How can I sit for long time in meditation?
—deepak kumar pradhan, INDIA
How long one should meditate is one of the most frequent questions asked but for all of that, it remains elusive.
For meditation is successful only to the extent we can hold the razor’s edge of our relaxed attention. Between relaxation (which might incline towards a subconscious state) and attention (which might incline towards tension) there exists a kind of dynamic tension necessary to sharpen our focus in the right way.
One tempting way to answer your question is to respond by saying, “Mediate as long as enjoyable.” But a beginning meditator may need to exercise some consistent self-discipline first before achieving that and a more experienced meditator will discover that consistency and loyalty of practice is necessary for longer, deeper meditations even if, in both cases, neither is possible long-term without the obvious experience of in-joy-ment!
It is better to meditate with calm focus for a shorter amount of time than to drive oneself by the clock for the mental abstraction that one’s meditation should be longer. So, try meditating for as long as you can be present with the experience. When your interest and concentration wanes, it may be time to finish up. This way a part of you will look forward to the next opportunity to mediate and you will not incite a subconscious rebellion!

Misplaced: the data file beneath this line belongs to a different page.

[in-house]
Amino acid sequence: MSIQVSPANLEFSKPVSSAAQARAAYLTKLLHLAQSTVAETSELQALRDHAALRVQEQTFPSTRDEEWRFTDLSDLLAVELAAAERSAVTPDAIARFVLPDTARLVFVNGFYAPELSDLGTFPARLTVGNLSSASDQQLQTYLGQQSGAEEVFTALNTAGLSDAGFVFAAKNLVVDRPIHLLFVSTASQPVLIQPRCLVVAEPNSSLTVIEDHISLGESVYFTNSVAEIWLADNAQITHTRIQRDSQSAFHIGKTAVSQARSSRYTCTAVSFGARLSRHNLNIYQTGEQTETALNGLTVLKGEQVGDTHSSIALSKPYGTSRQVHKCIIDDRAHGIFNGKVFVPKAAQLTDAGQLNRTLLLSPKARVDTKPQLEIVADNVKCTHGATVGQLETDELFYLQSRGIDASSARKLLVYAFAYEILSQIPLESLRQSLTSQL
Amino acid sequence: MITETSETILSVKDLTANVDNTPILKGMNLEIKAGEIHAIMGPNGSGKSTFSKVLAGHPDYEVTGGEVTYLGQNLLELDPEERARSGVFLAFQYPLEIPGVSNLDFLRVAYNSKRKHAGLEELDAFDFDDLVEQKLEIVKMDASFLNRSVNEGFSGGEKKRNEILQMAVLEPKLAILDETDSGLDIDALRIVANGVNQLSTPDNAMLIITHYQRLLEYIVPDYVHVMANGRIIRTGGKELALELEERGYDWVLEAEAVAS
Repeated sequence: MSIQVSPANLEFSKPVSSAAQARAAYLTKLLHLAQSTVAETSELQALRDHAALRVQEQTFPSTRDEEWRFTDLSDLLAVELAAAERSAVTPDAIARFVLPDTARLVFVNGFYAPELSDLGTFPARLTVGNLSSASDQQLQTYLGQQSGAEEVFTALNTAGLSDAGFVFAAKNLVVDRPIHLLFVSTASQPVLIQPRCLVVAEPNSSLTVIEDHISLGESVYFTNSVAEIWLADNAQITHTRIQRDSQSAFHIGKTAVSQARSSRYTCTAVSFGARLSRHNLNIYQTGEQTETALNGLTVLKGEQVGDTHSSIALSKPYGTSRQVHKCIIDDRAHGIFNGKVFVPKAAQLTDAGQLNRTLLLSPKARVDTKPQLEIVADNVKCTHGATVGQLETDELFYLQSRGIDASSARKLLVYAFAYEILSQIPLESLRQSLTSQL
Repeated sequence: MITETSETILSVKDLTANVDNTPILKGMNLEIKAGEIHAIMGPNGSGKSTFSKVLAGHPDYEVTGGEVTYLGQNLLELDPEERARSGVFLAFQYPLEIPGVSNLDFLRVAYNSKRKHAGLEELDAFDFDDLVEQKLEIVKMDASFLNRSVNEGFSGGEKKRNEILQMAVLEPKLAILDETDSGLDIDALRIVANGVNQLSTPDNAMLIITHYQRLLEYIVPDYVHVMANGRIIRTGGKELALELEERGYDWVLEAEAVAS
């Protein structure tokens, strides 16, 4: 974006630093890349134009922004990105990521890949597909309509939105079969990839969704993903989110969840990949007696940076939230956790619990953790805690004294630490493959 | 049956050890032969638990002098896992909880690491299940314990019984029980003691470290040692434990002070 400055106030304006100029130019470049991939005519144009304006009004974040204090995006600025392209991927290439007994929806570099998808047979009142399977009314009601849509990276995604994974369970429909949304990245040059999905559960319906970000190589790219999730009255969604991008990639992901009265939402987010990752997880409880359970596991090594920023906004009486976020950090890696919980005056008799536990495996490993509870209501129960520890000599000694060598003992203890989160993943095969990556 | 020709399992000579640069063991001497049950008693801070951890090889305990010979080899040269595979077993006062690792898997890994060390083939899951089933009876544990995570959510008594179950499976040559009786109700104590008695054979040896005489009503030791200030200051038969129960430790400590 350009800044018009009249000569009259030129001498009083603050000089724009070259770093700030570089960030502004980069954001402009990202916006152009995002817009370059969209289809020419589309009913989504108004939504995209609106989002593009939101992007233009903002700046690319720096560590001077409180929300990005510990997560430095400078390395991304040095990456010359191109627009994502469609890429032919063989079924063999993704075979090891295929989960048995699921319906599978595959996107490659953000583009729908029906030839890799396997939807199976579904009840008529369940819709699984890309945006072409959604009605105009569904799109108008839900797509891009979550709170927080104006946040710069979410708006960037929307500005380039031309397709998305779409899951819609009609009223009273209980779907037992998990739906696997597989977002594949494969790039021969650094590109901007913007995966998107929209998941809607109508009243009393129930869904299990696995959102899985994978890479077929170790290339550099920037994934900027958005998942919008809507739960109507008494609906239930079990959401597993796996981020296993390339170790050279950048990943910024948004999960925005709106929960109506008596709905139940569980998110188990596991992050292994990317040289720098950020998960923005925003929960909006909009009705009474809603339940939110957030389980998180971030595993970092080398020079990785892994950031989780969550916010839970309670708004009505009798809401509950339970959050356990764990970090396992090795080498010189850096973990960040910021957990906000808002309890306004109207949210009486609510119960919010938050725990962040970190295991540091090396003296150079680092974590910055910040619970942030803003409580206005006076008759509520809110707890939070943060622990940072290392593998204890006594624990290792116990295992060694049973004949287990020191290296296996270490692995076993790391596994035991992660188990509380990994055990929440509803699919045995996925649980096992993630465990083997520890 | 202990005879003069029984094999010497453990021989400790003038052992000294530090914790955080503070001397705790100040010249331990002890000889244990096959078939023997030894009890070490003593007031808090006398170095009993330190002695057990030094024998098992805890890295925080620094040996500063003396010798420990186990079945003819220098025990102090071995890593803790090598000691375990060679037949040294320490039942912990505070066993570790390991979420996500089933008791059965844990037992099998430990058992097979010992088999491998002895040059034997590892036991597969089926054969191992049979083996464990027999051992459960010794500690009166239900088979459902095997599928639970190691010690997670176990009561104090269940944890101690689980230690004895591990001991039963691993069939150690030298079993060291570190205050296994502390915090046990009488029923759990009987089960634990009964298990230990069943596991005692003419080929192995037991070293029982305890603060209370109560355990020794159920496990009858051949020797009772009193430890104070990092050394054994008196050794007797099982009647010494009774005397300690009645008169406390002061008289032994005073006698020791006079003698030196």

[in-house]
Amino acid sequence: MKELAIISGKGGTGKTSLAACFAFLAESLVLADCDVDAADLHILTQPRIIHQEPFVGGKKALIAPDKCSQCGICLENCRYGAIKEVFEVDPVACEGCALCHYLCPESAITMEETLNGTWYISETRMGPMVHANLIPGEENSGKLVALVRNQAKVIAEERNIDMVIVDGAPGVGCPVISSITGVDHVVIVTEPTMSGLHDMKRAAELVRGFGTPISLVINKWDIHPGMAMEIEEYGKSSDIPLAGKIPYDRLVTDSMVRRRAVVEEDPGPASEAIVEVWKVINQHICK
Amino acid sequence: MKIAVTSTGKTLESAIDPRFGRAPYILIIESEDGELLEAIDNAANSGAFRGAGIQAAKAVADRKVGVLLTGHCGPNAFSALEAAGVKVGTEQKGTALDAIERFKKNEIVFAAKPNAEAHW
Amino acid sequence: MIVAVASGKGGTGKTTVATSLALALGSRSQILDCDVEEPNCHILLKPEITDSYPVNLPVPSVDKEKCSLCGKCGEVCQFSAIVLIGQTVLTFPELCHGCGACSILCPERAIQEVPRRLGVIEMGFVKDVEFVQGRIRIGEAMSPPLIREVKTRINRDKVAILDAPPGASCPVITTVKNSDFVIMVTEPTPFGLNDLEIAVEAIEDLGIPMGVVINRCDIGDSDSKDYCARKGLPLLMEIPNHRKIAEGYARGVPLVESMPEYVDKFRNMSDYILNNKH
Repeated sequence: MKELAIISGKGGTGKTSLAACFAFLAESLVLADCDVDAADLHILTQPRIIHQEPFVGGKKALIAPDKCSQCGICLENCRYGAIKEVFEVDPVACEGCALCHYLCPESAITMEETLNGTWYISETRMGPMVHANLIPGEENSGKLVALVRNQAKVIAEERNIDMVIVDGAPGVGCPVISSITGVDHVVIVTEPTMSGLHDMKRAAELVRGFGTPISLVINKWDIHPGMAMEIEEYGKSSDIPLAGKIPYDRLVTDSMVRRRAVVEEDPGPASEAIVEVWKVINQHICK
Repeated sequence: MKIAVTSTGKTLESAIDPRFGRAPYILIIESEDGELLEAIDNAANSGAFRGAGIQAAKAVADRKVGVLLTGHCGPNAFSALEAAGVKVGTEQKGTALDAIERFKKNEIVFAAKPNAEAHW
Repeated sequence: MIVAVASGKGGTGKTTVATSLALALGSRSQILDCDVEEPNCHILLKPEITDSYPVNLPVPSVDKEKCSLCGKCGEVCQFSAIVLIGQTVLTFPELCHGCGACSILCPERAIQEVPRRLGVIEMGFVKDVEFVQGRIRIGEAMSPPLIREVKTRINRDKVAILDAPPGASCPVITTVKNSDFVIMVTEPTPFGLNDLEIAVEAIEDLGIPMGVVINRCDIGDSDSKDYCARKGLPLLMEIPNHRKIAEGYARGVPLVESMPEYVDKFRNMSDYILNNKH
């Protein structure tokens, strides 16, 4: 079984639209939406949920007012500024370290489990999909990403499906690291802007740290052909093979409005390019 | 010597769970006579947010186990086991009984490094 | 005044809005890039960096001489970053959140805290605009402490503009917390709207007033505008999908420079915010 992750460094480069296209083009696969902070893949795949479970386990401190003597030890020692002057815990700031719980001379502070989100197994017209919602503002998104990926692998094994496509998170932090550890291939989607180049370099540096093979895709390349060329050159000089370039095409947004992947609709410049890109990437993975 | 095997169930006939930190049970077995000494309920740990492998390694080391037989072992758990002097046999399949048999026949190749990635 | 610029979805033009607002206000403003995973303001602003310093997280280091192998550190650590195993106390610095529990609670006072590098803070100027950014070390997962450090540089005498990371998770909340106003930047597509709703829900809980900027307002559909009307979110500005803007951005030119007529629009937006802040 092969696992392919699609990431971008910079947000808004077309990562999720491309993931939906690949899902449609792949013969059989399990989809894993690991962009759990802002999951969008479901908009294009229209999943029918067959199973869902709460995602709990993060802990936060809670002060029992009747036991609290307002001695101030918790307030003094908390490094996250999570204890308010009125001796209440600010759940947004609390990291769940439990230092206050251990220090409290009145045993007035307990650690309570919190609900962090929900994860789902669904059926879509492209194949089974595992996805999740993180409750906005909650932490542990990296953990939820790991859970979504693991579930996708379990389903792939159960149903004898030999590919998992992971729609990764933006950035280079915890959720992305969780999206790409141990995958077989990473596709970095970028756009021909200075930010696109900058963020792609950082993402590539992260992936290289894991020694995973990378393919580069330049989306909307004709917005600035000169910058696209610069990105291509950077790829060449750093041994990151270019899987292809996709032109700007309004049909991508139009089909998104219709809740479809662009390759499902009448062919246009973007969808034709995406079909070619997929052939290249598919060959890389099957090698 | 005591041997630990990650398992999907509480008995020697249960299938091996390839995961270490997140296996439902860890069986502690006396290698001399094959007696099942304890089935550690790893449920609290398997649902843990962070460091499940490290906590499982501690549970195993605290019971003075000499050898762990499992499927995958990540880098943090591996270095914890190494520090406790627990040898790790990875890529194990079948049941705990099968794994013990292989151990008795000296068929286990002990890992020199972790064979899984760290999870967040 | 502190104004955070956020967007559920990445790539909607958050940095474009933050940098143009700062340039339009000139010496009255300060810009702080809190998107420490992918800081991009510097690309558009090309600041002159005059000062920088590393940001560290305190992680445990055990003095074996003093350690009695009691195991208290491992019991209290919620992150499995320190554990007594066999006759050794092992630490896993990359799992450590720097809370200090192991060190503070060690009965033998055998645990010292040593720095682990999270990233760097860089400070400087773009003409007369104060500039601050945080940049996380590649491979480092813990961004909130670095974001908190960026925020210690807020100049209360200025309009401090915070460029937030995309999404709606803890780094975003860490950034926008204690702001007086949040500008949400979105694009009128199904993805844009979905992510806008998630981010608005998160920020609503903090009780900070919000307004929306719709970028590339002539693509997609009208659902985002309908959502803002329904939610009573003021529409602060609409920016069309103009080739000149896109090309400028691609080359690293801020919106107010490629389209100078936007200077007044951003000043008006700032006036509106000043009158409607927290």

Even more useful is to set for yourself a lower limit of time below which you will not go each day. Put another way, set for yourself a realistic range of time that you hold for yourself as a goal, for at least the present, for daily meditation. Be realistic but also be affirmative: again, another razor’s edge, finding middle ground between merely comfortable and so aggressive as to guarantee failure.
I’ll go out on a limb (as I do not know you or your temperament or circumstances) and say that a beginning meditator should try to meditate twice a day, between 10 and 20 minutes each sitting. That’s not hard and fast but it’s a guideline.